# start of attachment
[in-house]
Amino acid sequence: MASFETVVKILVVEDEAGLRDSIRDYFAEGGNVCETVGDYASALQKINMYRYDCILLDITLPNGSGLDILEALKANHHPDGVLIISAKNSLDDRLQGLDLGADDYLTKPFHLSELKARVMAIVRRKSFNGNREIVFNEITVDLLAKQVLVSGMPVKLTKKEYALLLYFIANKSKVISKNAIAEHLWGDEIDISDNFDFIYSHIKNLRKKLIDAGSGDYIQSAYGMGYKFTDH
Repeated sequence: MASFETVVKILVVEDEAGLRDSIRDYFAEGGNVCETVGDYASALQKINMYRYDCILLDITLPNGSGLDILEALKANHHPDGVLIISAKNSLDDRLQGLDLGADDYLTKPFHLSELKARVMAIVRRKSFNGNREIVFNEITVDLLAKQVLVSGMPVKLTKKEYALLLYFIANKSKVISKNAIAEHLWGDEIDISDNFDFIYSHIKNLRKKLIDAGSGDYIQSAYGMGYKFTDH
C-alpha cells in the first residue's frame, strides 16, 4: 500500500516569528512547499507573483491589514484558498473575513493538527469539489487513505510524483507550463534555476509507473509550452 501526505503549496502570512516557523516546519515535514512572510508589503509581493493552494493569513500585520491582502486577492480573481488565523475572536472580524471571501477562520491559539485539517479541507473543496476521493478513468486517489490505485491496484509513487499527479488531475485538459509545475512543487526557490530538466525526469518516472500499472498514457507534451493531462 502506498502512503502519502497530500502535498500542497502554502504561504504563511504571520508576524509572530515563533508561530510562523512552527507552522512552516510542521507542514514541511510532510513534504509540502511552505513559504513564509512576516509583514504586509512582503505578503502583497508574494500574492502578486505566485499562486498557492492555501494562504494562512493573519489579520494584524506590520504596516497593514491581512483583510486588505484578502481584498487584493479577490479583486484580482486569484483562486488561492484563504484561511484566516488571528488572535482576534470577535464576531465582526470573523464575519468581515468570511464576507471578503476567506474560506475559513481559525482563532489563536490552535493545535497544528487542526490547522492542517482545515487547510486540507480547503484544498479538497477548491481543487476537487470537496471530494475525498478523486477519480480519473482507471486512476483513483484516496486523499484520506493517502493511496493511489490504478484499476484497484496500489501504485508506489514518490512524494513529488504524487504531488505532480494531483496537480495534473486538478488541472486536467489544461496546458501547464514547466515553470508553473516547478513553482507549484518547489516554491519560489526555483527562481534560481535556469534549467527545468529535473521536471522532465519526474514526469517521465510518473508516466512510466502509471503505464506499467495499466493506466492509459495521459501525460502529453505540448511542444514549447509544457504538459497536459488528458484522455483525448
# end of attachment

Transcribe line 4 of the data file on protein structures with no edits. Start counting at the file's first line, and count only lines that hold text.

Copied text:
C-alpha cells in the first residue's frame, strides 16, 4: 500500500516569528512547499507573483491589514484558498473575513493538527469539489487513505510524483507550463534555476509507473509550452 501526505503549496502570512516557523516546519515535514512572510508589503509581493493552494493569513500585520491582502486577492480573481488565523475572536472580524471571501477562520491559539485539517479541507473543496476521493478513468486517489490505485491496484509513487499527479488531475485538459509545475512543487526557490530538466525526469518516472500499472498514457507534451493531462 502506498502512503502519502497530500502535498500542497502554502504561504504563511504571520508576524509572530515563533508561530510562523512552527507552522512552516510542521507542514514541511510532510513534504509540502511552505513559504513564509512576516509583514504586509512582503505578503502583497508574494500574492502578486505566485499562486498557492492555501494562504494562512493573519489579520494584524506590520504596516497593514491581512483583510486588505484578502481584498487584493479577490479583486484580482486569484483562486488561492484563504484561511484566516488571528488572535482576534470577535464576531465582526470573523464575519468581515468570511464576507471578503476567506474560506475559513481559525482563532489563536490552535493545535497544528487542526490547522492542517482545515487547510486540507480547503484544498479538497477548491481543487476537487470537496471530494475525498478523486477519480480519473482507471486512476483513483484516496486523499484520506493517502493511496493511489490504478484499476484497484496500489501504485508506489514518490512524494513529488504524487504531488505532480494531483496537480495534473486538478488541472486536467489544461496546458501547464514547466515553470508553473516547478513553482507549484518547489516554491519560489526555483527562481534560481535556469534549467527545468529535473521536471522532465519526474514526469517521465510518473508516466512510466502509471503505464506499467495499466493506466492509459495521459501525460502529453505540448511542444514549447509544457504538459497536459488528458484522455483525448